As summarized in Section “Dorsolateral Prefrontal Cortex”, multiple lines of evidence indicate abnormalities of the PV+ class of GABA neurons in the DLPFC of subjects with schizophrenia. Importantly, the PV+ GABA neurons comprise two functionally and morphologically distinct subgroups: chandelier neurons whose axon boutons form distinctive arrays (cartridges) surrounding the axon initial segment of pyramidal cells and basket cells, whose boutons surround neuron cell bodies (Figure (Figure5A).5A). Because both chandelier cell cartridge boutons and PV+ basket cell boutons can be readily masked using iterative segmentation (Figures (Figures5B–D)5B–D) quantitative comparisons of relative fluorescence of proteins (e.g., GAD67) in these PV+ GABA bouton types in normal individuals, and in subjects with schizophrenia, can be accomplished. Moreover, within the PV+ basket cell subtype, boutons may target either pyramidal cell bodies, or the cell bodies of other inhibitory neurons. These can be distinguished via multiple label immunofluorescence (Figure (Figure6),6), and the pre- and post-synaptic components masked for quantification of number and/or relative fluorescence intensity.

Figure 5
Parvalbumin-positive inhibitory boutons. (A) Projection images of deconvolved confocal image stacks (13 z-planes taken 0.22 μm apart) labeled for PV in Cryostat sections (40 μm). Arrowheads indicate a chandelier cell cartridge. An unlabeled ...
Figure 6
Parvalbumin-positive basket cell boutons apposing GABAA α1 subunits in the plasma membrane of neurons. (A) In a single confocal z-plane GABAA α1 (green) is seen in the plasma membrane of a PV (red) neuron in a tissue section. (B) Color ...

Mapping bouton reductions in AI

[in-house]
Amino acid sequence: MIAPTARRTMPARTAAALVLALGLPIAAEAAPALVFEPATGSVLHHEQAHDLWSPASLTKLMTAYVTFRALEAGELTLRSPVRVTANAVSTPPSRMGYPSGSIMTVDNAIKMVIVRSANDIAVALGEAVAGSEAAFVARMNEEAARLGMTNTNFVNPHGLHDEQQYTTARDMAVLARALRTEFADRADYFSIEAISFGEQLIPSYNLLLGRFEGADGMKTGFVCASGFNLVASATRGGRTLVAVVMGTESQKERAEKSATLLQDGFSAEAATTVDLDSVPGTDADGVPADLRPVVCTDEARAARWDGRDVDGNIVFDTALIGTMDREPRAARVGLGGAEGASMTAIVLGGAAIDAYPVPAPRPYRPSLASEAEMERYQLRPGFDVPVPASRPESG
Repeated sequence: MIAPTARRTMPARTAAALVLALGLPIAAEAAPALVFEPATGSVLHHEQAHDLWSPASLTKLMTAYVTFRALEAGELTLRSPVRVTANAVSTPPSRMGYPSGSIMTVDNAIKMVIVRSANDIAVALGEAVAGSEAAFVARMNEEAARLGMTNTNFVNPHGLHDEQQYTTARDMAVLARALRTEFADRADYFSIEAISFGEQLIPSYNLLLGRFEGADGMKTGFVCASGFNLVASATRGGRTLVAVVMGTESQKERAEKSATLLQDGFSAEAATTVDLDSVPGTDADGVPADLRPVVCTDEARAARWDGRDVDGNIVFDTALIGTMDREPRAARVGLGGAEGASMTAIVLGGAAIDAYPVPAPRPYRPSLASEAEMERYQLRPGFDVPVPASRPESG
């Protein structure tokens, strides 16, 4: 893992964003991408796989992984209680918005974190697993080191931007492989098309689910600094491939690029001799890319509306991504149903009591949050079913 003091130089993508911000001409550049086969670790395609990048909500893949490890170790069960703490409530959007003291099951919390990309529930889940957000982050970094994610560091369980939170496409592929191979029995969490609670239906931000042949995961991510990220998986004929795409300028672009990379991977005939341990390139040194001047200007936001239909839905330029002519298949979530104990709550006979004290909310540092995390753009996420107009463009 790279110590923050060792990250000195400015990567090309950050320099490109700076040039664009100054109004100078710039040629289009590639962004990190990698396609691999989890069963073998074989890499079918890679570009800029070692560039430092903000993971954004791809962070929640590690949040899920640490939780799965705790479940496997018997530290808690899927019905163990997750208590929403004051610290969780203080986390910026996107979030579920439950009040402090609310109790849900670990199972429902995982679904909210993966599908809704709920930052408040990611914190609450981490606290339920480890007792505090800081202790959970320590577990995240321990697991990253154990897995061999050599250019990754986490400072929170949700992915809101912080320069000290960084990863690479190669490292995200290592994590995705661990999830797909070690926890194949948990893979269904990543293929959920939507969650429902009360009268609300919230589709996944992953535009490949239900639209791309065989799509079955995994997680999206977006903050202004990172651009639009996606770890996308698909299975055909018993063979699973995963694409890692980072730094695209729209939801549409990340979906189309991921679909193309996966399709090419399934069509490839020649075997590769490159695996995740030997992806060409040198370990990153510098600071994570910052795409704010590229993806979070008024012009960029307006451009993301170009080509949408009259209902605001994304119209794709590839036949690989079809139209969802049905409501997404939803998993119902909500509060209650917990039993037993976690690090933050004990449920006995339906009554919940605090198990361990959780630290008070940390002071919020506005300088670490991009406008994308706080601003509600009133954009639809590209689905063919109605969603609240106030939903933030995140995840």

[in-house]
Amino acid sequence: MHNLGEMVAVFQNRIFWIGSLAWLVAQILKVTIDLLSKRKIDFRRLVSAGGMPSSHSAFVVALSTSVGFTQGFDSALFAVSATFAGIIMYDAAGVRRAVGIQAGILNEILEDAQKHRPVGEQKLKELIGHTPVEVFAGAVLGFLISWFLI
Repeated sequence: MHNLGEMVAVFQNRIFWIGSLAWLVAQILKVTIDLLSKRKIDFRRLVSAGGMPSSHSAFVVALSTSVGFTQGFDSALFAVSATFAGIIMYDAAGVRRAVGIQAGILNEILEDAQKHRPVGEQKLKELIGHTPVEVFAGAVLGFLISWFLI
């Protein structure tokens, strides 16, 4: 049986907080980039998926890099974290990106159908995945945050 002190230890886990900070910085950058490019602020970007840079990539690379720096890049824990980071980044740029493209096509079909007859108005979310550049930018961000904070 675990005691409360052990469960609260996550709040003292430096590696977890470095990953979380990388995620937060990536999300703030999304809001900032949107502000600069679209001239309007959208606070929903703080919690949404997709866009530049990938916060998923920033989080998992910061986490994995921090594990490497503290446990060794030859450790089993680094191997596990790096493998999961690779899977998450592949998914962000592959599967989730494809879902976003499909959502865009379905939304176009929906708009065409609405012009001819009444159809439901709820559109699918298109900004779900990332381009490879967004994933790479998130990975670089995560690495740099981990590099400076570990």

The prior observations of reduced bouton density in AI were based on identification of boutons using immunoreactivity for synaptophysin, a non-specific marker of most bouton types in cortex. Identifying whether these reductions reflect fewer boutons of intracortical or thalamocortical origin, and the extent to which excitatory and inhibitory boutons are reduced, is of fundamental importance in mapping the circuits involved in schizophrenia pathology. We have developed a multiple label fluorescent microscopic approach using antibodies directed against vesicular glutamate transporter 1 (VGlut1) which in rodent cortex has been shown to selectively label intracortical excitatory boutons, and VGlut2, which selectively labels thalamocortical boutons (Kaneko and Fujiyama, 2002). An example of a confocal micrograph in AI of a human subject labeled for VGlut1 and VGlut 2 and showing the predicted distribution of labeled boutons is shown in Figure Figure7.7. A higher power example from another subject is shown in Figure Figure8,8, triple labeled for VGlut1, VGlut2, and synaptophysin. It is readily apparent that VGlut1 and VGlut2 each label presynaptic boutons, indicated by the colocalization of each with synaptophysin (Figures (Figures8A–D).8A–D). An example of how the iterative segmentation procedure to generate object masks can be utilized to extract information on relative protein expression within boutons is shown in Figure Figure8E,8E, for object masks created using VGlut1. It can be seen that this approach readily confirms both the lack of co-expressed VGlut2 within these boutons, and the range of synaptophysin relative expression within boutons. It is anticipated that this approach can be to map the expression of other presynaptic proteins which impact signaling characteristics within select populations of excitatory boutons in subjects with schizophrenia (Santos et al., 2009).